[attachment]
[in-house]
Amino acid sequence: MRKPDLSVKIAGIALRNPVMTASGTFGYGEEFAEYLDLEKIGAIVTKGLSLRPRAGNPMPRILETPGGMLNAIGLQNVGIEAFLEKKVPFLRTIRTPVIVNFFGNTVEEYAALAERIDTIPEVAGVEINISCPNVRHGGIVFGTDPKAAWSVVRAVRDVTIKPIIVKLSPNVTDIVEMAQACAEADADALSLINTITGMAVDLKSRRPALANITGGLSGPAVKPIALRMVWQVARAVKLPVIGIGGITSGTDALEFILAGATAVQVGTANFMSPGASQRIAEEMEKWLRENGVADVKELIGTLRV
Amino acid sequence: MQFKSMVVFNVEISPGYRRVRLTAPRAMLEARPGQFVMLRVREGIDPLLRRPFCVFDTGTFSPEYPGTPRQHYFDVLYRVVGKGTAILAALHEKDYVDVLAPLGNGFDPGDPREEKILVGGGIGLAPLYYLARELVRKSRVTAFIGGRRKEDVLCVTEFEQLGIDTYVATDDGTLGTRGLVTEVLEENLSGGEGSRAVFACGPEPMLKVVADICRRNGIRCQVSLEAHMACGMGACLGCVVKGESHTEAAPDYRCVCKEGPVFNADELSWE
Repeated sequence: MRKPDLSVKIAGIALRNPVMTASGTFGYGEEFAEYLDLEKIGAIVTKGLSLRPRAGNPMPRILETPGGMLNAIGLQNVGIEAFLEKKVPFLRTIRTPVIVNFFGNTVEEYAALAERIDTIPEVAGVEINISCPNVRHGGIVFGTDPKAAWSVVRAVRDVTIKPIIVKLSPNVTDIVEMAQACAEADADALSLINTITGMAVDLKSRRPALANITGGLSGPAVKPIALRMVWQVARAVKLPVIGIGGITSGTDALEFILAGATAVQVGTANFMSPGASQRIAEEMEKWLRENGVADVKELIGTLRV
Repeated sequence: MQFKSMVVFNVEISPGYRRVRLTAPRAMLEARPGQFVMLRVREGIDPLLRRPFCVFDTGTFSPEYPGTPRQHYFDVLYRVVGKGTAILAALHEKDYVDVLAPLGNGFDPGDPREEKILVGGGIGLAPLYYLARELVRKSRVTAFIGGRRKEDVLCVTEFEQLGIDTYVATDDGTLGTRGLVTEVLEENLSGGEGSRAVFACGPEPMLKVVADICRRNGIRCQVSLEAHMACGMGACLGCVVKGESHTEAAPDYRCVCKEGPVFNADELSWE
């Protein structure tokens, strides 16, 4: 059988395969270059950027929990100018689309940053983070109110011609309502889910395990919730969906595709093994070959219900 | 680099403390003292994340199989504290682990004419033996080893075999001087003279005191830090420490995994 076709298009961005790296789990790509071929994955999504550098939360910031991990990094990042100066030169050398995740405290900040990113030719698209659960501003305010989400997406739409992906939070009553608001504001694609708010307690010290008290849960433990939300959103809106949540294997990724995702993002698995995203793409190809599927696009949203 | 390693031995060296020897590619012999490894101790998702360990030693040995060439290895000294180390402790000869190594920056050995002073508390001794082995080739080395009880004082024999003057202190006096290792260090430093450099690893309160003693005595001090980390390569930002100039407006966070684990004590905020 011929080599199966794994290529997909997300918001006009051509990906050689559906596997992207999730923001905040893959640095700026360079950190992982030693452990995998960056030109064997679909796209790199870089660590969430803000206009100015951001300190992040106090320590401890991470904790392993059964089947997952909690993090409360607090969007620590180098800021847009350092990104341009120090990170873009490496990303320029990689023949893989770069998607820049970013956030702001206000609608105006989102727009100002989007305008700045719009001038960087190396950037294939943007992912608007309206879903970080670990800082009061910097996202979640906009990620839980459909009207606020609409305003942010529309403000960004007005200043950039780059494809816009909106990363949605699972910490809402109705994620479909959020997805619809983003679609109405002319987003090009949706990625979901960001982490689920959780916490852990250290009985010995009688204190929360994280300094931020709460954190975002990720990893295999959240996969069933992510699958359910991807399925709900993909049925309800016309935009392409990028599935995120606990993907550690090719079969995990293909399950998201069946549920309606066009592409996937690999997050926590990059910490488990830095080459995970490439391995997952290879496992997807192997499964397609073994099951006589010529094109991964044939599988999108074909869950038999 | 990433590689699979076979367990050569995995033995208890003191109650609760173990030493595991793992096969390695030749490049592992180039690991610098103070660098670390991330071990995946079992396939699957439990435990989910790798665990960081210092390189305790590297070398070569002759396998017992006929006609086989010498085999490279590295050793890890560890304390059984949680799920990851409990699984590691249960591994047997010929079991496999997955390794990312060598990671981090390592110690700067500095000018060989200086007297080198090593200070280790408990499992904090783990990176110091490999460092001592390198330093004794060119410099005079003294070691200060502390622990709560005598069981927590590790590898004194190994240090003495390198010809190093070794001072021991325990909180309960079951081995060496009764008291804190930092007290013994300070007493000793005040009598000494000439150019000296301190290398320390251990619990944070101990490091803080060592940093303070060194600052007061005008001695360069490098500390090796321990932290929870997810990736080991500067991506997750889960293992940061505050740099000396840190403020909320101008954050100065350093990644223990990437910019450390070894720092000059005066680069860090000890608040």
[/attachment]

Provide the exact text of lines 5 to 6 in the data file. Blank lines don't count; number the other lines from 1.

Repeated sequence: MQFKSMVVFNVEISPGYRRVRLTAPRAMLEARPGQFVMLRVREGIDPLLRRPFCVFDTGTFSPEYPGTPRQHYFDVLYRVVGKGTAILAALHEKDYVDVLAPLGNGFDPGDPREEKILVGGGIGLAPLYYLARELVRKSRVTAFIGGRRKEDVLCVTEFEQLGIDTYVATDDGTLGTRGLVTEVLEENLSGGEGSRAVFACGPEPMLKVVADICRRNGIRCQVSLEAHMACGMGACLGCVVKGESHTEAAPDYRCVCKEGPVFNADELSWE
């Protein structure tokens, strides 16, 4: 059988395969270059950027929990100018689309940053983070109110011609309502889910395990919730969906595709093994070959219900 | 680099403390003292994340199989504290682990004419033996080893075999001087003279005191830090420490995994 076709298009961005790296789990790509071929994955999504550098939360910031991990990094990042100066030169050398995740405290900040990113030719698209659960501003305010989400997406739409992906939070009553608001504001694609708010307690010290008290849960433990939300959103809106949540294997990724995702993002698995995203793409190809599927696009949203 | 390693031995060296020897590619012999490894101790998702360990030693040995060439290895000294180390402790000869190594920056050995002073508390001794082995080739080395009880004082024999003057202190006096290792260090430093450099690893309160003693005595001090980390390569930002100039407006966070684990004590905020 011929080599199966794994290529997909997300918001006009051509990906050689559906596997992207999730923001905040893959640095700026360079950190992982030693452990995998960056030109064997679909796209790199870089660590969430803000206009100015951001300190992040106090320590401890991470904790392993059964089947997952909690993090409360607090969007620590180098800021847009350092990104341009120090990170873009490496990303320029990689023949893989770069998607820049970013956030702001206000609608105006989102727009100002989007305008700045719009001038960087190396950037294939943007992912608007309206879903970080670990800082009061910097996202979640906009990620839980459909009207606020609409305003942010529309403000960004007005200043950039780059494809816009909106990363949605699972910490809402109705994620479909959020997805619809983003679609109405002319987003090009949706990625979901960001982490689920959780916490852990250290009985010995009688204190929360994280300094931020709460954190975002990720990893295999959240996969069933992510699958359910991807399925709900993909049925309800016309935009392409990028599935995120606990993907550690090719079969995990293909399950998201069946549920309606066009592409996937690999997050926590990059910490488990830095080459995970490439391995997952290879496992997807192997499964397609073994099951006589010529094109991964044939599988999108074909869950038999 | 990433590689699979076979367990050569995995033995208890003191109650609760173990030493595991793992096969390695030749490049592992180039690991610098103070660098670390991330071990995946079992396939699957439990435990989910790798665990960081210092390189305790590297070398070569002759396998017992006929006609086989010498085999490279590295050793890890560890304390059984949680799920990851409990699984590691249960591994047997010929079991496999997955390794990312060598990671981090390592110690700067500095000018060989200086007297080198090593200070280790408990499992904090783990990176110091490999460092001592390198330093004794060119410099005079003294070691200060502390622990709560005598069981927590590790590898004194190994240090003495390198010809190093070794001072021991325990909180309960079951081995060496009764008291804190930092007290013994300070007493000793005040009598000494000439150019000296301190290398320390251990619990944070101990490091803080060592940093303070060194600052007061005008001695360069490098500390090796321990932290929870997810990736080991500067991506997750889960293992940061505050740099000396840190403020909320101008954050100065350093990644223990990437910019450390070894720092000059005066680069860090000890608040």